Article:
watoday– When Anthony Hopkins saw himself on screen in The Father, playing an elderly man stumbling through the fog of dementia, he suddenly felt he was watching his own father. Richard Hopkins, a baker in the Welsh industrial seaport city of Newport, dwindled gradually with heart disease. “He became very depressed and belligerent,” Hopkins remembers. “And argumentative. I’d say something and he’d say ‘what do you mean by that?’ And there was a kind of listlessness. And the hurt, the pain he could cause my own mother. ‘Do you want another cup of tea?’ ‘YES!!’ It all came out of fear. And I looked at The Father and recognised it with great fondness. I thought ‘that’s my old man’.”
The Father is adapted from the play of the same name by celebrated French writer Florian Zeller, who wrote it for the cinema with his regular translator, Christopher Hampton. Hampton is an old cinema hand, with an Oscar for Dangerous Liaisons to his credit, but this is Zeller’s first film; he also directed it. When it was first shown at San Sebastian Film Festival last year, it was clearly remarkable but overshadowed by that festival’s big hit, Another Round; since then, it has been recognised with six Oscar nominations, including best picture and best actor.
And Sir Anthony Hopkins, usually a maddeningly monosyllabic interviewee, is so taken with the film that he turns into a torrent of Welsh eloquence talking about it, along with life, death, acting technique – hitherto a no-go zone with him – and anything else that comes to mind. He even starts quoting Schopenhauer.
Zeller thinks now that the reason he wanted to make the film in English was so that Hopkins could play the title role, even changing the character’s name from Andre to Anthony as a sort of signal to the actor that he was needed.
“I wrote the script dreaming of him,” he says. “I was aware it’s not an easy dream to fulfill, because I’m French and he’s Sir Anthony Hopkins, you know! But until someone comes and tells you it’s not possible, that means that potentially it is possible.” Not knowing anyone who could speak for him, he just sent the script to Hopkins’ agent. Then the call came, asking him to come to Los Angeles to have breakfast. Sir Anthony Hopkins was in.
The peculiar brilliance of Zeller’s film, even more than the original play, is the way he has wound the confusion and terror of dementia into the narrative itself. Zeller’s grandmother, who raised him, started losing her memory when he was 15. He knew what it was like to see a loved elder disintegrate, but he didn’t want to go over that ground.
“I wanted to tell the story from the inside, as if the audience was experiencing a slice of dementia, trying to understand what is going on as if they were in the middle of a labyrinth, trying to understand where they are,” he says. “Who is this person who has just appeared in an armchair, reading a newspaper? You think you know what the reality is supposed to be, but suddenly there is another reality and you have to make sense of it. The whole film is about playing with this sense of disorientation.”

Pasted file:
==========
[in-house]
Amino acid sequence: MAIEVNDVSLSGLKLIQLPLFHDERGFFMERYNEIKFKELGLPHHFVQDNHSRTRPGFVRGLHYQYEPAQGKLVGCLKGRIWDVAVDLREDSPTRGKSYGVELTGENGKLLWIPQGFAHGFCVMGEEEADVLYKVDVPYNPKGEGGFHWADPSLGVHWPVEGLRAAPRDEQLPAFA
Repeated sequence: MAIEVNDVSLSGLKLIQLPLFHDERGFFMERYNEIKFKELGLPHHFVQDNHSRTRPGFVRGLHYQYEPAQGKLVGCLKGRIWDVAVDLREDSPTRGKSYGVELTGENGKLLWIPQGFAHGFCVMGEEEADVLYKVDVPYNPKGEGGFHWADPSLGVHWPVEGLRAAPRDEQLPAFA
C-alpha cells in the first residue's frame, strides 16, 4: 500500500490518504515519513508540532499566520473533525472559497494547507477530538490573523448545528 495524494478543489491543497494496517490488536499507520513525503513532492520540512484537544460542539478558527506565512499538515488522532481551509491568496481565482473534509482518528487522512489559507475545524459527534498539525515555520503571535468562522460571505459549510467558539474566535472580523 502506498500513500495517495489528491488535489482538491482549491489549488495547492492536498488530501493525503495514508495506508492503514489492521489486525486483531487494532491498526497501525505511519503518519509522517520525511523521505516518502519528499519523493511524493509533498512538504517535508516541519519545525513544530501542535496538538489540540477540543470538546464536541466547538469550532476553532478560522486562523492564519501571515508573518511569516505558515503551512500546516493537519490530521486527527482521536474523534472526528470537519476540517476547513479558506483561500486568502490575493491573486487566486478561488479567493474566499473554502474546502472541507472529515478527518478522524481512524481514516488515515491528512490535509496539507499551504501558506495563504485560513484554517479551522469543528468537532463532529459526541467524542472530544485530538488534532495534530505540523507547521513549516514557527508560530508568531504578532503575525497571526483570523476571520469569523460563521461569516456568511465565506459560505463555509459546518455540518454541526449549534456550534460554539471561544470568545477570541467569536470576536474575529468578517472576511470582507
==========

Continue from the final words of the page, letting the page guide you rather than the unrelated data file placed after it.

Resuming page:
Olivia Colman plays Anthony’s daughter, who is trying to find him care because she has met a man and is moving to Paris to live with him. But perhaps she hasn’t moved to Paris at all, because in the next scene they seem to be living in the same flat, with Mark Gatiss as someone who is apparently her husband. The flat, which has many doors and corridors, also seems dangerously unstable; the walls change colour and the furniture shifts around from one cut to the next. Then there is a different daughter, played by Olivia Williams, and another frightening man.
It is like a puzzle, says Zeller, where some of the pieces have been deliberately made not to fit. “The moment comes when you have to let it go and accept that your brain is not capable of understanding everything. And when you let it go, you can understand the whole film on another level. An emotional level.”
Meanwhile, the character Anthony is also trying and failing to understand what is happening around him; it is not giving anything away to say that his struggle culminates in a brief moment of clarity when he recognises that his brain no longer works that way. It is painful to see, but also joyful: there he is, a whole human being.
“I knew from the very beginning it was the most important scene of the film,” says Zeller. “The challenge was to go into purely emotional territory and to explore something we didn’t know yet, in a way. As if it was for Anthony a door he could open to let his own personal feelings and emotions overwhelm the scene.”
It would be a surprise if Hopkins described anything as overwhelming. What he recalls is a first take that didn’t work. “Florian only does one, two takes at most,” he says. “It’s a long scene. I started off and I knew something was …” He lets that drift. “At the end, he said ‘cut, good. Tony, can we do one more?’ And I said ‘yeah … can I go away for a few minutes? I want to clear my brain.’ It’s always good to walk away, take a walk around the set.” He did that, came back, walked away again. The crew was adjusting the lights. The set was a hospital room. “Florian said ‘are you OK?’ Yes.”